Spring - Summer '06
A letter from the PresidentBy David G. Barber
This September 12th through 14th, the World Canals Conference was held in Bethlehem, PA. Since many of our directors and members attend the WCC, we held our annual directors' meeting just before the conference on the morning of September 11th.
For those who have not attended a World Canals Conference, I would like to note that it is the annual meeting of folks who are the career operators of canal parks and those enthusiasts who are actively involved in the canal preservation and restoration effort world wide. In odd numbered years, the conference is in Europe. In even years, it is in North America.
Attending these conferences introduces one to many interesting people involved in canals throughout the world and allows one to network with them. Several interesting news items at this year’s conference were as follows:
The folks from the Chesapeake and Ohio Canal were celebrating the launching on the weekend before of the “Charles F. Mercer”, a replica boat at Great Falls, MD. This new steel hulled boat of traditional lines replaces the veteran “Canal Clipper”, which has been unserviceable for a couple years. All of the funds for this boat were procured from private and local government sources. They also are working to rebuild the Catoctin Aqueduct that collapsed many years ago in the Hurricane Agnes floods. The recently restored Monacacy Aqueduct was reported to be capable of holding water, although rewatering is not in the current plans..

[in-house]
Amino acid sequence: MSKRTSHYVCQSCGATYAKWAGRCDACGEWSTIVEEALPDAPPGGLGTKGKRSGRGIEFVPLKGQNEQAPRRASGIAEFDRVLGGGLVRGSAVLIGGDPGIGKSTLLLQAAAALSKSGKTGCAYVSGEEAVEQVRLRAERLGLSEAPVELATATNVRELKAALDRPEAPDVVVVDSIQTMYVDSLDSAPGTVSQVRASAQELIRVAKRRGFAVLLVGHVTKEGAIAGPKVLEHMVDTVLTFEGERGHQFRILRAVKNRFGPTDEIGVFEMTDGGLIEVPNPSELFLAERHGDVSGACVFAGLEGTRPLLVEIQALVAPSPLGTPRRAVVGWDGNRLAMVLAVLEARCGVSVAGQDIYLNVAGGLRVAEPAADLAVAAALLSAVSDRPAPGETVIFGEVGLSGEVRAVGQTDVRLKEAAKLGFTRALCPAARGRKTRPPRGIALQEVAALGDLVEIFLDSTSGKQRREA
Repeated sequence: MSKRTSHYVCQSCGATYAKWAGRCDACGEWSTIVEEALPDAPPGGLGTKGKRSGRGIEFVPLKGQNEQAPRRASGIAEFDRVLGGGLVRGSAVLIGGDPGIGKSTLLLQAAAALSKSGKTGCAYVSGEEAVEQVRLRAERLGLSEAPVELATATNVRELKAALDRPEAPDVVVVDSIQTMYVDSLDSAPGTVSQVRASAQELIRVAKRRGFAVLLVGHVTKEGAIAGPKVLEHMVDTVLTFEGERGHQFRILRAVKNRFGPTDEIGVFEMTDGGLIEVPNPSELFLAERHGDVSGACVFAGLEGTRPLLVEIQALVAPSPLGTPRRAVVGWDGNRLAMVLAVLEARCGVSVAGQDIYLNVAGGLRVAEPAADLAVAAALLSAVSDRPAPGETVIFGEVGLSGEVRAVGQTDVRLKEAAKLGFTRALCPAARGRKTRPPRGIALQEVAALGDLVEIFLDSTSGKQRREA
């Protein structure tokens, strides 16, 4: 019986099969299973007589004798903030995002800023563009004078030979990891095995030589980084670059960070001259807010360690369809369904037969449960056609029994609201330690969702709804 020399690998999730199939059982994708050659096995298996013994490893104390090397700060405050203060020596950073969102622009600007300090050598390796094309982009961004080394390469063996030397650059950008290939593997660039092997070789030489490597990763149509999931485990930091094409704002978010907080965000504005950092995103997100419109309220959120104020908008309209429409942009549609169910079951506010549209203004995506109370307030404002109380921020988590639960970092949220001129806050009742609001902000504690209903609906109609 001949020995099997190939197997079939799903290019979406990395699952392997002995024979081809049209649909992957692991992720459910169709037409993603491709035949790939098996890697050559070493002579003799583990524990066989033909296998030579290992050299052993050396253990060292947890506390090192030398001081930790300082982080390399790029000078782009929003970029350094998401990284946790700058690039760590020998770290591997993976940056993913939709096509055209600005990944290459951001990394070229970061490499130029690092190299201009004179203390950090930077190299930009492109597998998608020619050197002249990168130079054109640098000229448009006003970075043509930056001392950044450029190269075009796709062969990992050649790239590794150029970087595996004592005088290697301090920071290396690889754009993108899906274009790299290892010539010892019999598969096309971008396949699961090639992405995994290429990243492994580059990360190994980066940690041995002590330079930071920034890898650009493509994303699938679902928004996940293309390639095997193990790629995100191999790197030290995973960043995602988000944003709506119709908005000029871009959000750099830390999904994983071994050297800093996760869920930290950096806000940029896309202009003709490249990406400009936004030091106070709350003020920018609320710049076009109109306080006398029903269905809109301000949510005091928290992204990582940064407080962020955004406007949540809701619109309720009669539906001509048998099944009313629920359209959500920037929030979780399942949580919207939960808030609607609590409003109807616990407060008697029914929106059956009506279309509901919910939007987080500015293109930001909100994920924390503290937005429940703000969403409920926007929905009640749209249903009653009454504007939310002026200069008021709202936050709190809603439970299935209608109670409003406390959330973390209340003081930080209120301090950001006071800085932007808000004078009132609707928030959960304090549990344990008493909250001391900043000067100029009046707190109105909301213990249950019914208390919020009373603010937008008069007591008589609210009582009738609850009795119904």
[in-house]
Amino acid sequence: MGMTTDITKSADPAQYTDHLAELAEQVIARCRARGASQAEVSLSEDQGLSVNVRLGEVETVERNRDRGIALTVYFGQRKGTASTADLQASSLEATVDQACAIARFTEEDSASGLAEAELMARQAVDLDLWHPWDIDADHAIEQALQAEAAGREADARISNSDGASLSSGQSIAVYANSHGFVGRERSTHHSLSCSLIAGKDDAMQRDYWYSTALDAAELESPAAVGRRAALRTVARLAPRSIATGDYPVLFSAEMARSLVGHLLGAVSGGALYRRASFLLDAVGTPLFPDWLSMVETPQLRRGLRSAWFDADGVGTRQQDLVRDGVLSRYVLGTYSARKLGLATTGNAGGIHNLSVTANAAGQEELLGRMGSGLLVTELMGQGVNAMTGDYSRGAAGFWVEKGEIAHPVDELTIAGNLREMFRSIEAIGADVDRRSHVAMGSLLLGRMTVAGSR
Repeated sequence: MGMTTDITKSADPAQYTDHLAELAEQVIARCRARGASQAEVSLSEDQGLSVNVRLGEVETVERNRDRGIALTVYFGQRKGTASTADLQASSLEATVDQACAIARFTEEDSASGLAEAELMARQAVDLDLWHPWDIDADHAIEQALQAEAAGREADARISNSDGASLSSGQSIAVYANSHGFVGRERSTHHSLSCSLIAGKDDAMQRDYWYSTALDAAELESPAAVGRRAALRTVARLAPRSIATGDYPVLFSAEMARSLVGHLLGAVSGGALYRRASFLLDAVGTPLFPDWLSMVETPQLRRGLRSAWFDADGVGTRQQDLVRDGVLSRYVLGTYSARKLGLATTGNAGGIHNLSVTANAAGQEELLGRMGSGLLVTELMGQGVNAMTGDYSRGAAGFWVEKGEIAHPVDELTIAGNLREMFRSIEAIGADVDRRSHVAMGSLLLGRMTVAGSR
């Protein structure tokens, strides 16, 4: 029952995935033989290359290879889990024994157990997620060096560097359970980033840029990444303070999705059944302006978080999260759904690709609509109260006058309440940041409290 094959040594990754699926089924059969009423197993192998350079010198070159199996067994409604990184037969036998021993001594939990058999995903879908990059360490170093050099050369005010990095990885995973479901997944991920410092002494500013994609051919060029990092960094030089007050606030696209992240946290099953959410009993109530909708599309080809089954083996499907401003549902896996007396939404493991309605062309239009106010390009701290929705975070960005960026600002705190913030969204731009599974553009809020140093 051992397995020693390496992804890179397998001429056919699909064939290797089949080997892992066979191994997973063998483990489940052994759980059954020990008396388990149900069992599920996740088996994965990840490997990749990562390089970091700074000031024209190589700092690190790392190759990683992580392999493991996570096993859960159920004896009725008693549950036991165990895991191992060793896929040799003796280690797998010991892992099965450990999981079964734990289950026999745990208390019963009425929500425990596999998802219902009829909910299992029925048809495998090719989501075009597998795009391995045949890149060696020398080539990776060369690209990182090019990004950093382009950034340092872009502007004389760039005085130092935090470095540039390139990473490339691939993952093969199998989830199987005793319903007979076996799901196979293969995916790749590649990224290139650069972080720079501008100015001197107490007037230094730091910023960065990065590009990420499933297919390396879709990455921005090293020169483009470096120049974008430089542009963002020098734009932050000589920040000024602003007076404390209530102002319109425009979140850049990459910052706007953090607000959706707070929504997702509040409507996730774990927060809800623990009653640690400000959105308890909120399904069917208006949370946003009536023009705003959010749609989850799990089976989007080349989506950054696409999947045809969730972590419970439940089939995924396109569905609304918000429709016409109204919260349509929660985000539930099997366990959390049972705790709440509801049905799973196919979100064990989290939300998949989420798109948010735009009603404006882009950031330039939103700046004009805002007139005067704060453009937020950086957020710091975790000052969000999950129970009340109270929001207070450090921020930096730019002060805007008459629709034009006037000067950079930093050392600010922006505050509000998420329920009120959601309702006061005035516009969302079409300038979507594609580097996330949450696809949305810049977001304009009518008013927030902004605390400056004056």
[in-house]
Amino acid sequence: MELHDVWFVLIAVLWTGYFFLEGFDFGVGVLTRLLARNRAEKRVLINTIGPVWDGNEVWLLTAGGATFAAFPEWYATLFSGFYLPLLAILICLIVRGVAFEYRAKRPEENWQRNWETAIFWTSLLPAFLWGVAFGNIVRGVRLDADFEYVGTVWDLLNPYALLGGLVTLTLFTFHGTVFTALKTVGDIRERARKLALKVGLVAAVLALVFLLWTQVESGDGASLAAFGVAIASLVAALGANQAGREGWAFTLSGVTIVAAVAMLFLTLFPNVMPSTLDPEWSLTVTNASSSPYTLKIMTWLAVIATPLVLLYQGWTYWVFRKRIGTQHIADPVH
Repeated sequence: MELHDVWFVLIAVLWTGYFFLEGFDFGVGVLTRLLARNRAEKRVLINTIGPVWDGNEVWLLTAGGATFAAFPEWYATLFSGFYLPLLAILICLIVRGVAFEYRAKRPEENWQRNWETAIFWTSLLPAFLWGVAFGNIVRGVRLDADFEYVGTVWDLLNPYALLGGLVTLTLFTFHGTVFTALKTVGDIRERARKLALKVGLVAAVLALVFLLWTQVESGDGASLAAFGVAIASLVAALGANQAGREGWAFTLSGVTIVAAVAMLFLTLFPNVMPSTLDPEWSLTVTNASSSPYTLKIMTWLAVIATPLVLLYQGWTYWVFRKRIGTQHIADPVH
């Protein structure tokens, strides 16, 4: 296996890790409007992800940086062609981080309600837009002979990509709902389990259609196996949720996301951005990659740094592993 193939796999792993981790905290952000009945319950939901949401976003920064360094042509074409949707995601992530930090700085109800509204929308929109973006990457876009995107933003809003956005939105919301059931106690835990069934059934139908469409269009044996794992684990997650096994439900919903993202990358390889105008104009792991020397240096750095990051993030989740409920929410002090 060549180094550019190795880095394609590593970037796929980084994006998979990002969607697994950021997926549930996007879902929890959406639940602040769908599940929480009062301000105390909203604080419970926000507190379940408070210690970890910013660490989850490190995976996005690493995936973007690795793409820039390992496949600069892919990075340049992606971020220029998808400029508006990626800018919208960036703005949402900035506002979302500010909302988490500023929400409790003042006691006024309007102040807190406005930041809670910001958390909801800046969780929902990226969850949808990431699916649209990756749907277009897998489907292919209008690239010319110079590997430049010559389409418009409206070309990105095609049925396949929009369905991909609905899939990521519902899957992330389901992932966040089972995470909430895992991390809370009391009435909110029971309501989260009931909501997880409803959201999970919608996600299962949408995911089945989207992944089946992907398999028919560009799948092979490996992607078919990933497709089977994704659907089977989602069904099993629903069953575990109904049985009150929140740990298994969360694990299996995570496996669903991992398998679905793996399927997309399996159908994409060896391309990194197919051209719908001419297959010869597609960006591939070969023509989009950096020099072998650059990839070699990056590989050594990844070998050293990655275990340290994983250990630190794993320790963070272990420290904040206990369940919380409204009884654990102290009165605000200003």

Tours at the conference showed the serious damage from three recent fifty year floods along the Delaware Canal. But we also heard the plans and commitment to rebuild. On one tour of the conference, we visited Morris Canal Plane 9 West and saw what the decades of work by one man, Jim Lee, and his family can do to restore and document an historical canal engineering site.
Other talks included discussions of progress and plans at Delphi, IN and Camillus, NY. Both volunteer run and staffed efforts. The added spice of the conference was the inclusion of a group of sixth graders from a charter school in Rochester, NY, who are actively and effectively working to remove a street and restore a section of the enlarged Erie Canal to public navigation including the historic aqueduct over the Genesee River
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